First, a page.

Grains, Soybeans Lower As Planting Fears Ease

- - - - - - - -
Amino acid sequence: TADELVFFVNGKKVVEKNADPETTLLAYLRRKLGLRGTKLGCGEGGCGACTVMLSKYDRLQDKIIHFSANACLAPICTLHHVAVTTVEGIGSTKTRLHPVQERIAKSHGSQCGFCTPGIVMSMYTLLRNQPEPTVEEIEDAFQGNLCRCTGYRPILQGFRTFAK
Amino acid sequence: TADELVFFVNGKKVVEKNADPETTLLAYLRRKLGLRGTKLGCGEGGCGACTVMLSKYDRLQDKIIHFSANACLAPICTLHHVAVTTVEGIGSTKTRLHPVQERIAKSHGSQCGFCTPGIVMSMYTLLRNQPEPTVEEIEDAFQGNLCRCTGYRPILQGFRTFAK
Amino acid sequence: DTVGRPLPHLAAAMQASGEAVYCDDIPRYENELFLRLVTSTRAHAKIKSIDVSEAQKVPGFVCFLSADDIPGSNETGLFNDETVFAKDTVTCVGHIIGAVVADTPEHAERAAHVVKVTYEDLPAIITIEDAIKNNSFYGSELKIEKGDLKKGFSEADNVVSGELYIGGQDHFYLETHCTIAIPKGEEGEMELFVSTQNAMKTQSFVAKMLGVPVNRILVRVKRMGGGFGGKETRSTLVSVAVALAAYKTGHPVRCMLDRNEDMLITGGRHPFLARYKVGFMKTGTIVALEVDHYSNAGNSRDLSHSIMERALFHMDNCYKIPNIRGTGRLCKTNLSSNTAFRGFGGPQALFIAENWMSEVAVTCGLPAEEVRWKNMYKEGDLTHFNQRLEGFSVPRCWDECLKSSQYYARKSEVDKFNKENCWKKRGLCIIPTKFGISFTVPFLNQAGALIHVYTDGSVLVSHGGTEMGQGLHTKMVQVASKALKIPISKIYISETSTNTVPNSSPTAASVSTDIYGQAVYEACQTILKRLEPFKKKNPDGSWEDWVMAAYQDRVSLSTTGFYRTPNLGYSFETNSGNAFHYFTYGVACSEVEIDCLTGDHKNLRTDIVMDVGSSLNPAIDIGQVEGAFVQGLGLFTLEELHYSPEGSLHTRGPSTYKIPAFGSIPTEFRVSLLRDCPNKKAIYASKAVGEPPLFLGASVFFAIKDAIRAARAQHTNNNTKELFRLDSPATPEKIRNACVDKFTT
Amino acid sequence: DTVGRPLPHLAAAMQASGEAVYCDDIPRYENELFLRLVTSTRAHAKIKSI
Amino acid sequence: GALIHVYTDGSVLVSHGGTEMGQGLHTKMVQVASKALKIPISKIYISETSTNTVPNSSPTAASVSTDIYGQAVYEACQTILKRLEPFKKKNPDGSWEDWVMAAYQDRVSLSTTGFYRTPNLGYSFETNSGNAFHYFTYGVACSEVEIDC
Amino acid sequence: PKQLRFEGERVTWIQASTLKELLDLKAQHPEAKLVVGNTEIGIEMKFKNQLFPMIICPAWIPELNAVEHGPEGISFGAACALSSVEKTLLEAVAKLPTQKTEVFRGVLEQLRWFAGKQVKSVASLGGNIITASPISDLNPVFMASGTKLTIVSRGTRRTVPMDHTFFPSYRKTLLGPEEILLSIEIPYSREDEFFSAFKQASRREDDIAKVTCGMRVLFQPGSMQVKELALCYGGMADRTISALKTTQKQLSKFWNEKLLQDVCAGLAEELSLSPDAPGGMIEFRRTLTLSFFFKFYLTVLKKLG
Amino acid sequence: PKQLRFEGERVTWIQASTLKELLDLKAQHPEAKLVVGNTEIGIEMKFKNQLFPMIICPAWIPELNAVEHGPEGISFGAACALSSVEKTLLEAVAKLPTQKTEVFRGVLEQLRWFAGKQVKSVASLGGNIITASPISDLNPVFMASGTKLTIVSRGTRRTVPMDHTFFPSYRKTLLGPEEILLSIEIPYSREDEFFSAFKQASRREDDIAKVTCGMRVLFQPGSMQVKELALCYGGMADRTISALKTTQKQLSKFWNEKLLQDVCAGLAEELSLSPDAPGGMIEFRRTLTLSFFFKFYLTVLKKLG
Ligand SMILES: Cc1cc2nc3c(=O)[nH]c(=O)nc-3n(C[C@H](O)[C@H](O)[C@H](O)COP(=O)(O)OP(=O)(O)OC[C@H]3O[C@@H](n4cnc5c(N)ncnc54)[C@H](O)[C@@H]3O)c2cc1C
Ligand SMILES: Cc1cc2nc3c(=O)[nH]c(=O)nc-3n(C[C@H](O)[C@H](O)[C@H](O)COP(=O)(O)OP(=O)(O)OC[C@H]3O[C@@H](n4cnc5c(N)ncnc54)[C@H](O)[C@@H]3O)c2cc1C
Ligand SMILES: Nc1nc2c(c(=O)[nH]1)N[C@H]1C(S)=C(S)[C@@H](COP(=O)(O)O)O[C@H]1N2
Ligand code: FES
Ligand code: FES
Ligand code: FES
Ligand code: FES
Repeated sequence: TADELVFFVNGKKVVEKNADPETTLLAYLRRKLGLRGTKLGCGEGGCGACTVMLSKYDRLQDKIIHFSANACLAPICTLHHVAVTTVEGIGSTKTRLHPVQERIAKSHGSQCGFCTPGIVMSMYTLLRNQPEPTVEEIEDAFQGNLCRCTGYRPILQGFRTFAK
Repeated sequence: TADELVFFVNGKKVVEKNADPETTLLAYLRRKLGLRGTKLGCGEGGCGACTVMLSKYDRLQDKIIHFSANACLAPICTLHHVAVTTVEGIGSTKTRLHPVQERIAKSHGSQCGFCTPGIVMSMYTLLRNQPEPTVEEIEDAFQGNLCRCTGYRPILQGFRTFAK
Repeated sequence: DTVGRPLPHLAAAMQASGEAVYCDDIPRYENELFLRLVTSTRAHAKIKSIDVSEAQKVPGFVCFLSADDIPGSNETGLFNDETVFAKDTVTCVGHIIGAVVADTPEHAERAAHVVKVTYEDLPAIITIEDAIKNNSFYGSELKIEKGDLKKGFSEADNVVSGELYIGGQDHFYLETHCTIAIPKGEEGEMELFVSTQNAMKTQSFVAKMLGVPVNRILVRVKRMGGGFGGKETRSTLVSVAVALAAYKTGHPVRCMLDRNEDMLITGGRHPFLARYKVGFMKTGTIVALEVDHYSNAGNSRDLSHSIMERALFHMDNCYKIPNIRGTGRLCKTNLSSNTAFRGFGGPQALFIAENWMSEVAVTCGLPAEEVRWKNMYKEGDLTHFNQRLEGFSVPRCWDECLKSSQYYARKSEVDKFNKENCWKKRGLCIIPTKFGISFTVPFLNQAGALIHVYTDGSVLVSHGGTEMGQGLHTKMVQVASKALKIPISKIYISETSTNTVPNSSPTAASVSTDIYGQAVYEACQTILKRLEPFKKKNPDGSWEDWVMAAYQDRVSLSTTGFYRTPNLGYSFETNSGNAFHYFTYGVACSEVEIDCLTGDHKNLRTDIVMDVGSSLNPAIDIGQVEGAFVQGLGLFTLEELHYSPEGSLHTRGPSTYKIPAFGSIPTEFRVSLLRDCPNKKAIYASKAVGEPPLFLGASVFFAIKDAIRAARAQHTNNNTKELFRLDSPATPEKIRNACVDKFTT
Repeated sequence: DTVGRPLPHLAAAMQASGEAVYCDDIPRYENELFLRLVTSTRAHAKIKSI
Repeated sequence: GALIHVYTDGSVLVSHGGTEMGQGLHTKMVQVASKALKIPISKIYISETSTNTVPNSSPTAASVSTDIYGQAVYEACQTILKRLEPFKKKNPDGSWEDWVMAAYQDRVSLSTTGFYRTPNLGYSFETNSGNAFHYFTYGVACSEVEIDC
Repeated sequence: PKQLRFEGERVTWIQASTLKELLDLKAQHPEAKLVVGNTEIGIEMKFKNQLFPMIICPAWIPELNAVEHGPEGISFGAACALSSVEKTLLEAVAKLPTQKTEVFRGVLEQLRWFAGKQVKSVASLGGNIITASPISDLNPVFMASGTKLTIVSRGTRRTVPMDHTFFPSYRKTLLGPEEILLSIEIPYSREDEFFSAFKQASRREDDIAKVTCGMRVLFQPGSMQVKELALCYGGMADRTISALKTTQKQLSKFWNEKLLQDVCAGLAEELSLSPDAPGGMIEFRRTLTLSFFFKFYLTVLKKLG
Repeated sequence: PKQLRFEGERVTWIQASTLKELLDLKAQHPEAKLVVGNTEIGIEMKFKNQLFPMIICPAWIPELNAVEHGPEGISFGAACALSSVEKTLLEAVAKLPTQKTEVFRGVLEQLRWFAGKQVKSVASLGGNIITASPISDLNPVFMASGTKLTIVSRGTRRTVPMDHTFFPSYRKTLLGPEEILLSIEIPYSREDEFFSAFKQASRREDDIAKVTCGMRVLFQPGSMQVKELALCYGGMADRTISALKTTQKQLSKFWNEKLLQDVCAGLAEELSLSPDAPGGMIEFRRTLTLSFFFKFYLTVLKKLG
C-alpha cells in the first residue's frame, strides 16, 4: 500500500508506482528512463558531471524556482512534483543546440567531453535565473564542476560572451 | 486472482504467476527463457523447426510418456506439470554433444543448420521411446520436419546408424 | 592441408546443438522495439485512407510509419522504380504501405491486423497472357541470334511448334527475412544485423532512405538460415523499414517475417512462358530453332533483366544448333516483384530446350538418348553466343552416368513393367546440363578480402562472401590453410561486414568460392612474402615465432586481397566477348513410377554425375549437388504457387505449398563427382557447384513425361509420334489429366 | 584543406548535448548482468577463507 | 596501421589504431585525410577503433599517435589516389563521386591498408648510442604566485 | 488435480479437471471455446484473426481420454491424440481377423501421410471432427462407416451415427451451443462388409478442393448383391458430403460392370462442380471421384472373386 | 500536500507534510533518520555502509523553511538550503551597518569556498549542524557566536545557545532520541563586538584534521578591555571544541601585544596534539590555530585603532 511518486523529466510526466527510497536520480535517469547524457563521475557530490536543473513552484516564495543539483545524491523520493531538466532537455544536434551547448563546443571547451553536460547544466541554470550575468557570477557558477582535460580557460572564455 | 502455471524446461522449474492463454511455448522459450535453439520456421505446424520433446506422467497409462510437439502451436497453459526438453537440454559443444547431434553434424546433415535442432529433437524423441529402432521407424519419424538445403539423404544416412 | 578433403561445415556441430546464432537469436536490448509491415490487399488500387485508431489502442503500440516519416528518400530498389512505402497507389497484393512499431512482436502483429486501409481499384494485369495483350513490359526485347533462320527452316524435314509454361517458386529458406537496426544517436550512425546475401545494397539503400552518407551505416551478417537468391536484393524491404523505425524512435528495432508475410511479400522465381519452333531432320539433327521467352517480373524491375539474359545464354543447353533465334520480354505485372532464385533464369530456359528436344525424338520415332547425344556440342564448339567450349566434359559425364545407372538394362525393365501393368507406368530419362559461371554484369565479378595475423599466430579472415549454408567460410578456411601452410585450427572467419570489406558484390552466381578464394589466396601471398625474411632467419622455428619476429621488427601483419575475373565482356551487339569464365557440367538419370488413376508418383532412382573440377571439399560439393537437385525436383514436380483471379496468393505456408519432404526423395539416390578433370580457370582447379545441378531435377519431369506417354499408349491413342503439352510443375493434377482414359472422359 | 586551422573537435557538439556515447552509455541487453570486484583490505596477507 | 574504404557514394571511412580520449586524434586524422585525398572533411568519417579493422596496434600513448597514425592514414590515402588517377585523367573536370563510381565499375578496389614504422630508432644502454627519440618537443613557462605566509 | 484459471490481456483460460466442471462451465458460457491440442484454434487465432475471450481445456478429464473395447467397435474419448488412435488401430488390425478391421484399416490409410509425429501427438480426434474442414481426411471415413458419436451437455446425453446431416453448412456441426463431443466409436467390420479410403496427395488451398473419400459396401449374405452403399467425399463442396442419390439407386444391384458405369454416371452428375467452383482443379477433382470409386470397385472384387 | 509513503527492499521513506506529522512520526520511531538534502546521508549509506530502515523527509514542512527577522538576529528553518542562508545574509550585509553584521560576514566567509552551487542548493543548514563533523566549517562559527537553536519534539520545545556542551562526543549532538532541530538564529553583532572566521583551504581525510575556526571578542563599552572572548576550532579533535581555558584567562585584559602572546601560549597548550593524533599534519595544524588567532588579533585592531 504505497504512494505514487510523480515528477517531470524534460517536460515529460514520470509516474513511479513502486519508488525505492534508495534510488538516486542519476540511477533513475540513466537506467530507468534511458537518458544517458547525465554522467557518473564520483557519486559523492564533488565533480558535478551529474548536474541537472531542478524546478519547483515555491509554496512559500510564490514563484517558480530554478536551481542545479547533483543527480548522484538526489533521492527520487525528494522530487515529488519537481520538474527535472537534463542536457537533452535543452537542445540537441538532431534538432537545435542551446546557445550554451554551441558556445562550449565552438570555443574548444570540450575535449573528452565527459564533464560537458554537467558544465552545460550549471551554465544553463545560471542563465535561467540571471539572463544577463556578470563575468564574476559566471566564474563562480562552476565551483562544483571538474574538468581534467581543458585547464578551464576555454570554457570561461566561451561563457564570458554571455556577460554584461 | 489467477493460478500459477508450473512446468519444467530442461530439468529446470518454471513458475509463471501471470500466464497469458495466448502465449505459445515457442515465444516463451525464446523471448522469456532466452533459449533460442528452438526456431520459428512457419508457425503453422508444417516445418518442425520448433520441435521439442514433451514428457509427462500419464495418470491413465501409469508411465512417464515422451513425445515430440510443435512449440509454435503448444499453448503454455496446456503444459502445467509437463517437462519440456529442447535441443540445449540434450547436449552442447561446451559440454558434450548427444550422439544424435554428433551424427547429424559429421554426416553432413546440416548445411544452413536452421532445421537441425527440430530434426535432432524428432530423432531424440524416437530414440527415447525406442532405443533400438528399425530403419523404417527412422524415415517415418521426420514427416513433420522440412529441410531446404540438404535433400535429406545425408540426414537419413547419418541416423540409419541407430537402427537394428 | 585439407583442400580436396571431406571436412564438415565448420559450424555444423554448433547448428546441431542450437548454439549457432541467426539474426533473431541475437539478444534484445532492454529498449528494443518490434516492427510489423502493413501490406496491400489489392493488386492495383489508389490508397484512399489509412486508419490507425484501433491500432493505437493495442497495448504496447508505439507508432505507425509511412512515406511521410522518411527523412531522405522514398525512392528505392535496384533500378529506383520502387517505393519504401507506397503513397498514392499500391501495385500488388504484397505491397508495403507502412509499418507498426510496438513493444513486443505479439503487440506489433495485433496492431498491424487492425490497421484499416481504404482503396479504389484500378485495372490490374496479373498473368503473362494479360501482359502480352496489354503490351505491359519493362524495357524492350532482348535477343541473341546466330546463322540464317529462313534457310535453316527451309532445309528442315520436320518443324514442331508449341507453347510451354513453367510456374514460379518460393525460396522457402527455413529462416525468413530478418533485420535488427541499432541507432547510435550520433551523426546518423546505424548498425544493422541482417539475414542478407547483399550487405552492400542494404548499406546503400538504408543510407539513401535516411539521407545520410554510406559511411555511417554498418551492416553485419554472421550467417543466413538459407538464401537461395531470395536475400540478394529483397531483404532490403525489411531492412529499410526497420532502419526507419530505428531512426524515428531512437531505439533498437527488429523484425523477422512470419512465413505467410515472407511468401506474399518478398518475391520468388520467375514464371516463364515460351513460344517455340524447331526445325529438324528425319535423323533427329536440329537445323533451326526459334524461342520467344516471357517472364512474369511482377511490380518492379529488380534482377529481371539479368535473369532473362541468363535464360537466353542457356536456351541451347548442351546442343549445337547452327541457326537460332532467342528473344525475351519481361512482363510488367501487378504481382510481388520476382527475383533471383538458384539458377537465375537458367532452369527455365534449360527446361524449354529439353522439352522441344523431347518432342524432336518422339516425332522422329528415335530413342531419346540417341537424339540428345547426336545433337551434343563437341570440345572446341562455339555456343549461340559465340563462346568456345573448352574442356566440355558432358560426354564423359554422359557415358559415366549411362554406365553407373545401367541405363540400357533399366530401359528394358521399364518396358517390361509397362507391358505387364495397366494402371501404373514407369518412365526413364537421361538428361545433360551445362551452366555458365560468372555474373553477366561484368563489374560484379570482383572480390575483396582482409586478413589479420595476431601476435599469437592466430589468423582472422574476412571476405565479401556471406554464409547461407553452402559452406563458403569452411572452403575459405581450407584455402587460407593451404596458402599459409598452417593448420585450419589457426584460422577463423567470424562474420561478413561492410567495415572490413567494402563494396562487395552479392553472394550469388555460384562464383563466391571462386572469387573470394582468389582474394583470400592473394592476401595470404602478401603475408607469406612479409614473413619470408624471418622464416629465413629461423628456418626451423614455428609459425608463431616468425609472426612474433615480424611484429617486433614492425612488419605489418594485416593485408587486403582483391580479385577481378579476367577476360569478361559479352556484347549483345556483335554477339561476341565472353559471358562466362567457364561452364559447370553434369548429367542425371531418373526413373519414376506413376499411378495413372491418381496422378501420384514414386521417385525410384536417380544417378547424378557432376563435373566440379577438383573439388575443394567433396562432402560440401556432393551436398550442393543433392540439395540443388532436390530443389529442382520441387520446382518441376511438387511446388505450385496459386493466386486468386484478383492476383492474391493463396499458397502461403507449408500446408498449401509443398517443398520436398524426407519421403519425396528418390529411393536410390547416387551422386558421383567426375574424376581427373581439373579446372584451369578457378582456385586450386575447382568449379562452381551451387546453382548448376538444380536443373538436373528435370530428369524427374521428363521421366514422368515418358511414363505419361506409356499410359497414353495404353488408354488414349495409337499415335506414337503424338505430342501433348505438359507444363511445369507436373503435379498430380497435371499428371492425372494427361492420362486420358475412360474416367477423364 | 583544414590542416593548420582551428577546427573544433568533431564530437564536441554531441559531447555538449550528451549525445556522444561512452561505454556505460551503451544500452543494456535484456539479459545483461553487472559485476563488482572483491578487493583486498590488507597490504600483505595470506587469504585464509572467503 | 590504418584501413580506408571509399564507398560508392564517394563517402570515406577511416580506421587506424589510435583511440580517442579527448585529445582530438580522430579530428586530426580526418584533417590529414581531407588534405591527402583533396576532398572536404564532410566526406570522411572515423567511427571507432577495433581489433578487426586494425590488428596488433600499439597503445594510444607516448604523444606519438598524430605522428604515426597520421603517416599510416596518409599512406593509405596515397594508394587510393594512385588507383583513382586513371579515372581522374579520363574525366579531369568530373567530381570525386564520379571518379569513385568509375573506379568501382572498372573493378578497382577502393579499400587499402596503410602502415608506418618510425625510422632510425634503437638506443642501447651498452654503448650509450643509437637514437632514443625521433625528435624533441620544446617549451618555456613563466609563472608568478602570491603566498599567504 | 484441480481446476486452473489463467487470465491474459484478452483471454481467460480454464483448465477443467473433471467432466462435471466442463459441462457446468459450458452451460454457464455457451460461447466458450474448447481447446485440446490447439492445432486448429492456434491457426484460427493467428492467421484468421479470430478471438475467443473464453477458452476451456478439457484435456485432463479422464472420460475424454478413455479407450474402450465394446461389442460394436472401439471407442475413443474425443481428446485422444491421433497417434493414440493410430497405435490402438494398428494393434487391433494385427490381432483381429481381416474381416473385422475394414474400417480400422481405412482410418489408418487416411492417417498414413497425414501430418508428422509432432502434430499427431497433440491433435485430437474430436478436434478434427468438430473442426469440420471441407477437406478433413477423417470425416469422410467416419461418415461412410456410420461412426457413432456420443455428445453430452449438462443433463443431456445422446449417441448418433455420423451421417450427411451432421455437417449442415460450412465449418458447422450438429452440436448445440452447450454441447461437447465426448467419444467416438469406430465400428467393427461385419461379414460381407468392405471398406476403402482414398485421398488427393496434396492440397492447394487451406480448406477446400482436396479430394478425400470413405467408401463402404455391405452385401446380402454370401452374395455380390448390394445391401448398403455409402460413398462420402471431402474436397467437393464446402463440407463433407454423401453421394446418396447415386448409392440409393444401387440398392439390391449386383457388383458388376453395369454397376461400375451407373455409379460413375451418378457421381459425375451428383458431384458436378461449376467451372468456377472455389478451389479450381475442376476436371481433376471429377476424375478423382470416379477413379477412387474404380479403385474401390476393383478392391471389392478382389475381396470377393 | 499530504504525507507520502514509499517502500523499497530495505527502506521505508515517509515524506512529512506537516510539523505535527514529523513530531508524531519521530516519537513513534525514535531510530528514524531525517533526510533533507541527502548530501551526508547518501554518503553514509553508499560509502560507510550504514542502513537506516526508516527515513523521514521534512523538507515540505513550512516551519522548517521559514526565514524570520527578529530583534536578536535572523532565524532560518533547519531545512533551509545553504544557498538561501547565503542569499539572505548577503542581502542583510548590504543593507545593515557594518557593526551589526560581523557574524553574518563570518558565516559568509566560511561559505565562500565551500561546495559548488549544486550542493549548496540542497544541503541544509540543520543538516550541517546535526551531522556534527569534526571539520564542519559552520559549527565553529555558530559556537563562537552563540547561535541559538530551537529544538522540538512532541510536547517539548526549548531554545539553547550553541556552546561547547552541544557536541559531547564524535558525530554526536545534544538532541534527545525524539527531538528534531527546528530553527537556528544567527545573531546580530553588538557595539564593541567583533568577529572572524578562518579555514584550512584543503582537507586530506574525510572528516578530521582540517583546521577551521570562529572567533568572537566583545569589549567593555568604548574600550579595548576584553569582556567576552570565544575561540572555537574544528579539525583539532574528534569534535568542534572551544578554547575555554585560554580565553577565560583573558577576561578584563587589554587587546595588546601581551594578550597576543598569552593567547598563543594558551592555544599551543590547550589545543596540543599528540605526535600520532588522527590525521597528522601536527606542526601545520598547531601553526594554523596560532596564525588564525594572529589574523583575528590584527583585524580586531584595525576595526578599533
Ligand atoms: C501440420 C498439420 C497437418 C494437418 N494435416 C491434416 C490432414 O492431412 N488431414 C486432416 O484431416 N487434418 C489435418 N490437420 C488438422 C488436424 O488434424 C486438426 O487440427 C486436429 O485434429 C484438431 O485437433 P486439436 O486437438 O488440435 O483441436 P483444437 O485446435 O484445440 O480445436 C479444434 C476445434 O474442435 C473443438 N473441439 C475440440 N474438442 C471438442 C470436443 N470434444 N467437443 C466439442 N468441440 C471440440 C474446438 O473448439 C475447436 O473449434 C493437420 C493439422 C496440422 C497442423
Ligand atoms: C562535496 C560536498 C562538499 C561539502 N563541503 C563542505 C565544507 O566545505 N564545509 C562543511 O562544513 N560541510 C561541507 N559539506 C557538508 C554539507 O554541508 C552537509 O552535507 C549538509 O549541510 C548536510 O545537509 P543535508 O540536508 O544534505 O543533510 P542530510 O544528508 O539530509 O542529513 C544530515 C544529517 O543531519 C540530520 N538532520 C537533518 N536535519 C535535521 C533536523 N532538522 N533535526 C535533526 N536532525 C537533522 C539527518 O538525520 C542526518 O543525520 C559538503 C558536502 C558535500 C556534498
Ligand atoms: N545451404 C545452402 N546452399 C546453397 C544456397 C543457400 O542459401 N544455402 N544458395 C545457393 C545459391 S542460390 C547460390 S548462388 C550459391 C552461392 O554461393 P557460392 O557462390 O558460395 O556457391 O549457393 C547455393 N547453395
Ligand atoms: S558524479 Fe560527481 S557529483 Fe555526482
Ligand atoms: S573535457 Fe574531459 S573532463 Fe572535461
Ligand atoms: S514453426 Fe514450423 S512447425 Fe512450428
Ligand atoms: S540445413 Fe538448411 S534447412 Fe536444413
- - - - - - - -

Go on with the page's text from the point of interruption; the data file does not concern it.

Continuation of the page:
4-30-14 – Grain and soybean markets are lower in overnight trading as traders take profits and fears over planting delays subside for the moment.\r\n\r\n   As El Nino continues to build in the Pacific Ocean, summer drought concerns fade, and some meteorologists now look for good rain in July.  If accurate, a late planting date may be beneficial as long as an early freeze can be avoided.\r\n\r\n   Prices are meeting support from expectations weekly export inspections will be friendly.  Gulf corn prices have been very competitive with other exporters, although this may not last as South American prices decline with the advancing harvest.\r\n\r\n \r\n\r\nKANSAS WHEAT ESTIMATES DOWN FROM LAST YEAR\r\n\r\n \r\n\r\n   The annual Wheat Quality Council Kansas Wheat Tour got started Tuesday, and first-day results were not encouraging.  Crop scouts found wheat in central and northwest counties in worse shape than last year, with more noticeable declines the farther west they traveled.\r\n\r\n   Estimates so far showed an average yield of 34.7 bushels an acre, down from the 43.8-bushel estimate for the same area last year.\r\n\r\n   But the fact that US Hard Red Winter wheat is struggling with a third year of drought is well known, and crops in Europe and Russia are said to be in good shape.  More-than-adequate supply prospects in other parts of the world are limiting price advances.\r\n\r\n \r\n\r\nRABOBANK INCREASES AGRICULTURE PRICE ESTIMATES\r\n\r\n \r\n\r\n   Economists at Rabobank Tuesday upgraded price forecasts for 2014 grain and soybeans, which may have something to do with speculative support in overnight trading. \r\n\r\n   However, the bank was cautious with its projections, saying increased volatility also was evident as weather extremes bounced around the globe and the Ukraine crisis dragged on.\r\n\r\n   Rabobank economists added their latest projections of higher average prices did not change earlier predictions of lower prices into the end of the year.  Weather and political uncertainties just delayed the onset of the decline.\r\n\r\n \r\n\r\nCATTLE SOFTER WITH GRAINS\r\n\r\n \r\n\r\n   The general risk-off attitude among traders overnight is spilling over into cattle markets.  Prices are down as April expires today.  June looks to take over as the lead month at a significant discount to last week’s cash trade of $145 to $146 per cwt on a live basis.\r\n\r\n   The discount could attract bullish investors since consumers are showing a willingness to pay more for beef, pork and chicken to get more protein in their diets.  However, projections for increased slaughter this summer could drag on cash markets amid ideas June futures are closer to what the cash market really will be at that time.\r\n\r\n   Slaughter so far this week is above last week at 234,000 head, compared with 219,000 last week but remains behind last year’s 244,000. \r\n\r\n   Boxed-beef prices were mixed Tuesday.  The USDA reported its choice cutout value up $1.36 per cwt at $234.36 while the select cutout was off $1.15 at $220.42. \r\n\r\n   The CME Feeder Cattle Index for the seven days ended Monday was $179.59, up $0.73, while the May futures contract settled Tuesday at $180.57, down $0.52.  April live cattle settled at $145.50, up $0.10.\r\n\r\n \r\n\r\nIN OUR OPINION\r\n\r\n \r\n\r\n–Technically oriented funds are buying as fundamental worries about Ukraine by other traders trigger pre-positioned buy points.\r\n\r\n–Cold weather and a delayed start to the grilling season is likely to exacerbate summer beef price pressure caused by increased slaughter.\r\n\r\n–The back-and-forth struggle over Ukraine with its various sanctions will become an issue going forward, most likely centered on gas and oil, but could have a ripple effect into other arenas.\r\n\r\n–Cattle futures appear to be confined to a sideways trading range and pulled away from the top of the range Tuesday.